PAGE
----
Wrapping up an odyssey that’s been in play for over three years, Michael Sona was found guilty in a Guelph courtroom this morning of “willfully preventing or endeavouring to prevent an elector from voting.”
After a summation of the trial and the facts offered into evidence, Judge Gary Hearn rendered his judgment to a packed gallery of media and observers at the provincial courthouse on Wyndham Street. Hearn said that upon consideration of the “balance of evidence” he was satisfied that Sona had aided and abetted the May 2, 2011 robocall scheme to misdirect nearly 7,000 Guelph voters to different polling stations, and “was a party to it.”
In his decision Judge Heard said that, “Sona was actively involved as the creator of the plan,” and, “while the evidence is not sufficient that Mr. Sona ‘pulled the trigger,’ he played an active role in putting the process into motion.”
The most fascinating admission in the judge’s decision though was that it was clear from the evidence that Sona wasn’t the proverbial “lone gunman” in making the robocalls, nor did the Judge Hearn name Sona as the person possessing the alias Pierre Poutine or Pierre Jones.
Hearn’s decision noted that Sona was involved in the campaign on an ongoing basis, thus putting him central in the Marty Burke office’s so-called “siege mentality” during the 2011 federal election in Guelph. It was also Sona who first raise the possibility to some kind of fraudulent robocall campaign, and he had talked to a Conservative Party strategist about the possibility. On these points Hearn said that the testimony of Sona’s fellow Burke campaign staffers Chris Crawford and John White was “candid and compelling.”
Hearn also found the Sona’s Parliament Hill co-workers compelling in their testimony, and noted that many of the broad details that they testified Sona had told them before news of the robocalls broke demonstrated that he had a knowledge that only someone involved in the scheme would have. Despite “minor differences” in testimony, which was to be expected said Hearn, the “disclosures were detailed with unique parts of the plan” to be convincing, and more than that, Hearn noted, Sona seemed proud of his actions.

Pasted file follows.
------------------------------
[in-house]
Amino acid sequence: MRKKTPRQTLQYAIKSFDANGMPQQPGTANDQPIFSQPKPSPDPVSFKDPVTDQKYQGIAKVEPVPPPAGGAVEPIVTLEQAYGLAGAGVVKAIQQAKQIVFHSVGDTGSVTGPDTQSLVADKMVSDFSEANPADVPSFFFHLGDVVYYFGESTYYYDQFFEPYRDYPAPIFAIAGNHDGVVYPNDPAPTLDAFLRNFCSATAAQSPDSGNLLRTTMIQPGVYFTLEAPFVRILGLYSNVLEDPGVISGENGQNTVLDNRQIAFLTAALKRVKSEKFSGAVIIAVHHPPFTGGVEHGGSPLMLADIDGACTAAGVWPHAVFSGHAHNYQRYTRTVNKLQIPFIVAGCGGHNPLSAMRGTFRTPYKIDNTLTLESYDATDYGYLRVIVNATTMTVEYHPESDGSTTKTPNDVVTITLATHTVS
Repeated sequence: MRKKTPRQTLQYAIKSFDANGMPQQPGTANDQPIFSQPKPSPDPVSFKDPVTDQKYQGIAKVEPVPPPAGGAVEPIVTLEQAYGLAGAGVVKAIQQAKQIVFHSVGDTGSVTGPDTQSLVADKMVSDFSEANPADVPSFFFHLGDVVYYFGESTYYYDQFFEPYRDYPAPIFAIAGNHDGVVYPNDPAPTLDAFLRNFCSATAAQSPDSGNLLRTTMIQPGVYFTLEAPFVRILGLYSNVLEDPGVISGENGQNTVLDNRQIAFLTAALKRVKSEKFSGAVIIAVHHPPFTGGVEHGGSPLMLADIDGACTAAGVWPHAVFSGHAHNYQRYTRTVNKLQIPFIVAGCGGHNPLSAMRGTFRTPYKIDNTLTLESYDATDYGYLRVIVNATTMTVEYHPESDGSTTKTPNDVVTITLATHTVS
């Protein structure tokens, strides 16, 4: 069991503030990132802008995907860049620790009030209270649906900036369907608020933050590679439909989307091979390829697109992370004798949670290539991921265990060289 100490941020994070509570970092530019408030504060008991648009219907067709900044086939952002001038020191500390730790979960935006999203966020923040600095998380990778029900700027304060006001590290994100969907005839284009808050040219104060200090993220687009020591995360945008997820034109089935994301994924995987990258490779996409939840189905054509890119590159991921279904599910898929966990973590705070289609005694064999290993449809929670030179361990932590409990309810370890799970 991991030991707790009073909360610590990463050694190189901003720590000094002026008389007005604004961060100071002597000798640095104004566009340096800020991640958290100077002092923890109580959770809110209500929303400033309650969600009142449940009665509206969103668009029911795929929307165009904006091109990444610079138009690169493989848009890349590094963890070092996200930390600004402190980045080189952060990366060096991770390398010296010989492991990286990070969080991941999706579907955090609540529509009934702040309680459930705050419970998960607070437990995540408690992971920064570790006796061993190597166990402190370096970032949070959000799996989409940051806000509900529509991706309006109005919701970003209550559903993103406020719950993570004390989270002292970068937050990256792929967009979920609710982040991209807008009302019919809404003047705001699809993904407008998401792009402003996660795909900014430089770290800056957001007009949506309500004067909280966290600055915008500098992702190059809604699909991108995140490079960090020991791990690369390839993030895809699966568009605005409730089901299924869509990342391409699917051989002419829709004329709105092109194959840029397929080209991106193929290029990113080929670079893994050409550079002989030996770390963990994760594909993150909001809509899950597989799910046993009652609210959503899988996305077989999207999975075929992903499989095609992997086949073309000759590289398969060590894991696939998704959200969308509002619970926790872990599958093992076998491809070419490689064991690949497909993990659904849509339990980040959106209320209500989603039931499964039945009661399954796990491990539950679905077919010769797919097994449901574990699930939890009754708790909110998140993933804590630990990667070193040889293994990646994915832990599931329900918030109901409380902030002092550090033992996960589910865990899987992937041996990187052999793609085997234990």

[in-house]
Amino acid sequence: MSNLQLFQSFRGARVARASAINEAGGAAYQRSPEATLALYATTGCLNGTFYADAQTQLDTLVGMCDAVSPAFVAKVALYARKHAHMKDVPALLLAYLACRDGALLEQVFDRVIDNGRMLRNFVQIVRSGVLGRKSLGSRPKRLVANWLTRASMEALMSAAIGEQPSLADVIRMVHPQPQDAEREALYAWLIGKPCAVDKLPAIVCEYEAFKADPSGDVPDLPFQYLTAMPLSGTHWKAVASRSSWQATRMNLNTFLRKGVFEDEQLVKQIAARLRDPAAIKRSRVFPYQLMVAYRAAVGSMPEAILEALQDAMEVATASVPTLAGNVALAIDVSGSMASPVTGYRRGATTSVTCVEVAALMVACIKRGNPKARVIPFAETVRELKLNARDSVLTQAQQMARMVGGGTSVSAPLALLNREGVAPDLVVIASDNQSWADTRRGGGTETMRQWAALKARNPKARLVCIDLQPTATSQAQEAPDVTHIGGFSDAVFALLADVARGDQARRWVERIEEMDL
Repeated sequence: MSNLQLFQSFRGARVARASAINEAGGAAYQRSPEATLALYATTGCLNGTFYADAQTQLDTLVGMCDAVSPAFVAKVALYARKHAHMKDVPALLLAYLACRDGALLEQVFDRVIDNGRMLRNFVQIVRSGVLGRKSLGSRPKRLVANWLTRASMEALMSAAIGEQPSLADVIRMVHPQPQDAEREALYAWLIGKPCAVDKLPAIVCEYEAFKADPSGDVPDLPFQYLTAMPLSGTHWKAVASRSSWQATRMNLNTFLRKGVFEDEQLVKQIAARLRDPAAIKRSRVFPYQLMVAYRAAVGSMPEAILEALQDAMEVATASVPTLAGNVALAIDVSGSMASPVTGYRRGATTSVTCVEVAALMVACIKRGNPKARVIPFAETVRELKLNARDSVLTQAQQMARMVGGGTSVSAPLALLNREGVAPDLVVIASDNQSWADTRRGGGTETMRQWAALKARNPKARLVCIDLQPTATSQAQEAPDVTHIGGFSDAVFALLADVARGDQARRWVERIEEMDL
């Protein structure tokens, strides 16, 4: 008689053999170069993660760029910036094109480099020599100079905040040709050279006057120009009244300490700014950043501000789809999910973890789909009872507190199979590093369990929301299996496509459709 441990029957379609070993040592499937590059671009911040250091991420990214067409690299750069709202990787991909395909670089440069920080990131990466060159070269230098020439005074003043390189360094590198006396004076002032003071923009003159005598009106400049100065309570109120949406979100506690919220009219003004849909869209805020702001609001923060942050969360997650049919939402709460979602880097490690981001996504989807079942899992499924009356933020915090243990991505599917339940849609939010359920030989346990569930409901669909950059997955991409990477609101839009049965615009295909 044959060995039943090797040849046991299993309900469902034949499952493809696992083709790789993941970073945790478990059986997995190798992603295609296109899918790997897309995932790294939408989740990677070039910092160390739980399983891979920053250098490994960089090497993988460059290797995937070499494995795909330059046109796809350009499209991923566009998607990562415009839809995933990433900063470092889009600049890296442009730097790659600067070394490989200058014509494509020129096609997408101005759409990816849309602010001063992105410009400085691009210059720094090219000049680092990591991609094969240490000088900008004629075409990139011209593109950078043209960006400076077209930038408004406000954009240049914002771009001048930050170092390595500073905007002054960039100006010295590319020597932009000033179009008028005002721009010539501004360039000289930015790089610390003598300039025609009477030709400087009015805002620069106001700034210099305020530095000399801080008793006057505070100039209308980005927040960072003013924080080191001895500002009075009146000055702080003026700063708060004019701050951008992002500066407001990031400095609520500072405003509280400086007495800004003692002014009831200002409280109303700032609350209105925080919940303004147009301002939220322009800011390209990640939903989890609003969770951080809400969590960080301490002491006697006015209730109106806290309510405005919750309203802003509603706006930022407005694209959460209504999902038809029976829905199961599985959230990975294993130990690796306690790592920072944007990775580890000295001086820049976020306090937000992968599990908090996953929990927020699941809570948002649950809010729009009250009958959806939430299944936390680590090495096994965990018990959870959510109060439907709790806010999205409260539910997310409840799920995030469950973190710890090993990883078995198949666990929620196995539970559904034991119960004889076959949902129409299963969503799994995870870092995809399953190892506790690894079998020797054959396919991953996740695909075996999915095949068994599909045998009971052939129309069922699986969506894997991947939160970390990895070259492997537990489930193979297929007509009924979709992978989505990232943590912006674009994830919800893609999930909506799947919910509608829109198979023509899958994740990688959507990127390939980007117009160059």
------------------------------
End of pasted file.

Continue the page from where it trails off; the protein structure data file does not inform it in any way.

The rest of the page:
Less convincing to the judge was the testimony of Andrew Prescott. Hearn wrote off bits of testimony from the so-called “Christian Conservative” and Burke campaign deputy manager, including Sona’s excited “It’s working!” utterance on the morning of the Election Day and Sona’s “toast” to Pierre during a celebration on Election Night.
Hearn noted that Prescott was “cautious in his presentation of evidence,” as if to indicate that the witness was perhaps not entirely truthful on the stand, and that much of Prescott’s “damning” testimony came in interviews after Prescott secured immunity from prosecution. Prescott’s experience in I.T. also made him suspect, as does his close relationship with both RackNine owner Matt Meier and Burke campaign manager Ken Morgan, who’s since left Canada for parts unknown.
After the reading of the verdict, the convicted Sona, who had been watching and listening to the judge intently, began keeping his head down and focusing his attention on his Blackberry. Reportedly, Sona’s parents, who were with him in court every day of the trial, left the courtroom crying when a recess was called after the verdict was read. Sona’s father returned to court after the recess, his mother did not.
Sona’s sentencing hearing will take place on October 17, 2014 at 9:30 pm. He could face a maximum penalty of five years in jail and a $5,000 fine. Proceedings are delayed as the Crown gets together a recommendation for sentencing and other reports. Sona is now the only person to ever be convicted under the Elections Act.